Twin Peaks jury panel readies for Carrizal trial

The first trial of a biker arrested in the May 2015 skirmish between rival motorcycle groups at Twin Peaks in Waco inched a bit closer to reality Friday with the impaneling of about 150 potential jurors.

Judge Matt Johnson of Waco’s 54th State District Court excused 33 of the 181 potential jurors who reported Friday after hearing exemptions and excuses and instructed the remaining panel to return Oct. 9 to fill out a 60-question questionnaire. The judge scheduled jury selection in Dallas Bandidos chapter President Jacob Carrizal’s trial to start the following day.

Johnson had intended the jury panel to fill out the questionnaires on Friday. However, that had to be postponed because of last-minute changes to a number of the questions submitted by prosecutors and Carrizal’s attorney, Casie Gotro, of Houston.


New Motion filed to remove D.A. from trying Twin Peaks biker case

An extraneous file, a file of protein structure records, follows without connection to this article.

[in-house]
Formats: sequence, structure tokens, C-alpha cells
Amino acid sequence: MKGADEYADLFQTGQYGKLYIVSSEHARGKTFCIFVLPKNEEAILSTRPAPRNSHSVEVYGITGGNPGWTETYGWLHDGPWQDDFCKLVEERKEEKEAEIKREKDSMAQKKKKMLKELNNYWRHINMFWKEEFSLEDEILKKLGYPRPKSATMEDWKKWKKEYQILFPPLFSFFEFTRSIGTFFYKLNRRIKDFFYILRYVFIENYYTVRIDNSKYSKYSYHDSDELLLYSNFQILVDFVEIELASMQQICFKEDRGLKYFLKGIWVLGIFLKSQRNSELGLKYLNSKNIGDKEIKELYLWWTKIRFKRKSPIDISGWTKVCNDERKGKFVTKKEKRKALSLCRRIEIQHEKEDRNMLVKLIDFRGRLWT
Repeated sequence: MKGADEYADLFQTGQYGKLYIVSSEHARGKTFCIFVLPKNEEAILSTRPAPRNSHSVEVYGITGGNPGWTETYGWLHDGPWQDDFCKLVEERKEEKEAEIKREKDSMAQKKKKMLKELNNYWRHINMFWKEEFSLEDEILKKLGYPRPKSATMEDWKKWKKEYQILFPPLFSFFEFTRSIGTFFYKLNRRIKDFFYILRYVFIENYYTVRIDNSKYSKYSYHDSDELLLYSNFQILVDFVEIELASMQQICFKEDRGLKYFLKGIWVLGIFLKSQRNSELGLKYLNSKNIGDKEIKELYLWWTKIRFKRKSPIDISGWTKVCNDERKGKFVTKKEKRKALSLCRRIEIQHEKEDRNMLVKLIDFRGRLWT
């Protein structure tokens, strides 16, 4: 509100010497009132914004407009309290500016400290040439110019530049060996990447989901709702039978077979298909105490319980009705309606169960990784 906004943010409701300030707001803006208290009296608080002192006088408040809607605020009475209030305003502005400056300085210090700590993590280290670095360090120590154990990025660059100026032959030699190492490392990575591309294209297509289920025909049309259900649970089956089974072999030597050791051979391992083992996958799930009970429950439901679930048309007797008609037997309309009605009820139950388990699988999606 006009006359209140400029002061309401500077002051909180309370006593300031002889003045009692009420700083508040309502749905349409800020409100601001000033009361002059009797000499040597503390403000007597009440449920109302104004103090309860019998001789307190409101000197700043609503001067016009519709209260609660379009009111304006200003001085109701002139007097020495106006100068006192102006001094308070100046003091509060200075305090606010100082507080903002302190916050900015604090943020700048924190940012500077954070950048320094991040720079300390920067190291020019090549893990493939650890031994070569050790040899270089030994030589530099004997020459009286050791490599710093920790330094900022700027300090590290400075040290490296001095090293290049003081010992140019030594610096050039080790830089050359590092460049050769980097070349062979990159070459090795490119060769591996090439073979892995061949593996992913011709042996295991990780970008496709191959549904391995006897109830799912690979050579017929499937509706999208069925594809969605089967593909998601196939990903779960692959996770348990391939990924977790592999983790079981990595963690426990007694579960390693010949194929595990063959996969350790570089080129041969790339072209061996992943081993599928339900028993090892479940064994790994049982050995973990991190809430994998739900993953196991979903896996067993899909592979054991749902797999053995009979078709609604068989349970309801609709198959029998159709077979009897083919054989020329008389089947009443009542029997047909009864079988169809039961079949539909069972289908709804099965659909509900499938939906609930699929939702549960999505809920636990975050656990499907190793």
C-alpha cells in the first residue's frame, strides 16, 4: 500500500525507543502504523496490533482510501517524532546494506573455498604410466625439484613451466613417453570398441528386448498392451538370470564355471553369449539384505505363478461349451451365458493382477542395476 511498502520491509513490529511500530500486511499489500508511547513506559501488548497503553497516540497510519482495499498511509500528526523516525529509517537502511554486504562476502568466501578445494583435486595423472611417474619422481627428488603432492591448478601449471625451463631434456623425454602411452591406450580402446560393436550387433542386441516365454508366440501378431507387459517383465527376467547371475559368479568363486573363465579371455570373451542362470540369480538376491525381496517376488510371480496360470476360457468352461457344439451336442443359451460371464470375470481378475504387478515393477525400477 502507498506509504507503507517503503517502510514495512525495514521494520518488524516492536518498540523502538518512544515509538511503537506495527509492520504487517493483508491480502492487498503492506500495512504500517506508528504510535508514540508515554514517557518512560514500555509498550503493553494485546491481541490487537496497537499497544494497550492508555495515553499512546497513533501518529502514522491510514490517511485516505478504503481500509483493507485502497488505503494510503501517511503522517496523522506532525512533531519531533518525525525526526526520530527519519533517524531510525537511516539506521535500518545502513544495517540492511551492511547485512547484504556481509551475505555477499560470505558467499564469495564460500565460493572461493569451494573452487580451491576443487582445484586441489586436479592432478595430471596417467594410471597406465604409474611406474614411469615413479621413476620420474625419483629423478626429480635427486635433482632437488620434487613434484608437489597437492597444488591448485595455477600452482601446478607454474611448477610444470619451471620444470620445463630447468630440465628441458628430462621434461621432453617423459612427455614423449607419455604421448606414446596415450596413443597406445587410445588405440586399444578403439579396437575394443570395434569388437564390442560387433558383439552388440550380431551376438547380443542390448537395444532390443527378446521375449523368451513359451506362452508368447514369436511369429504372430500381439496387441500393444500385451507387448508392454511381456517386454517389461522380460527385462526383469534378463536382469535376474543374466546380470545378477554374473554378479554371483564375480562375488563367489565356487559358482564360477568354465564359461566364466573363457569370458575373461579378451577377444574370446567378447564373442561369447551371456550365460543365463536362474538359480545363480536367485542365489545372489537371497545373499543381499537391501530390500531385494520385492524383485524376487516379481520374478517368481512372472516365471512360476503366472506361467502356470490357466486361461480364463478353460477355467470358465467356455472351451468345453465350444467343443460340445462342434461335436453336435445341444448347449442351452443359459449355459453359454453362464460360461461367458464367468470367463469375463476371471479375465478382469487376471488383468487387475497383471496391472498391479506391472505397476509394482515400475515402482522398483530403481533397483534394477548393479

WACO,Texas (KWTX) A Dallas attorney representing a Twin Peaks biker has filed a new motion to have the McLennan County District Attorney's office removed from his client's case.

Last July, F. Clinton Broden, the defense attorney for Matt Clendennen of Hewitt, filed a similar motion but was denied by 54th District Court Judge Matt Johnson. That decision was upheld by the Tenth Court of Appeals.

In today's motion, Broden claims that District Attorney Abel Reyna was a material witness in the July hearing, "the rules are crystal clear, Judge Johnson should have recused himself from making any ruling because of that."

Broden cites Judge Johnson and Reyna's past history of being law partners as problematic.

The motion and recusal request seek a new judge to re-hear the motion to remove Reyna and his office from trying Clendennen's case and name an attorney pro tem.


4th Bandido gang member admits to role in killing Hell’s Angels rival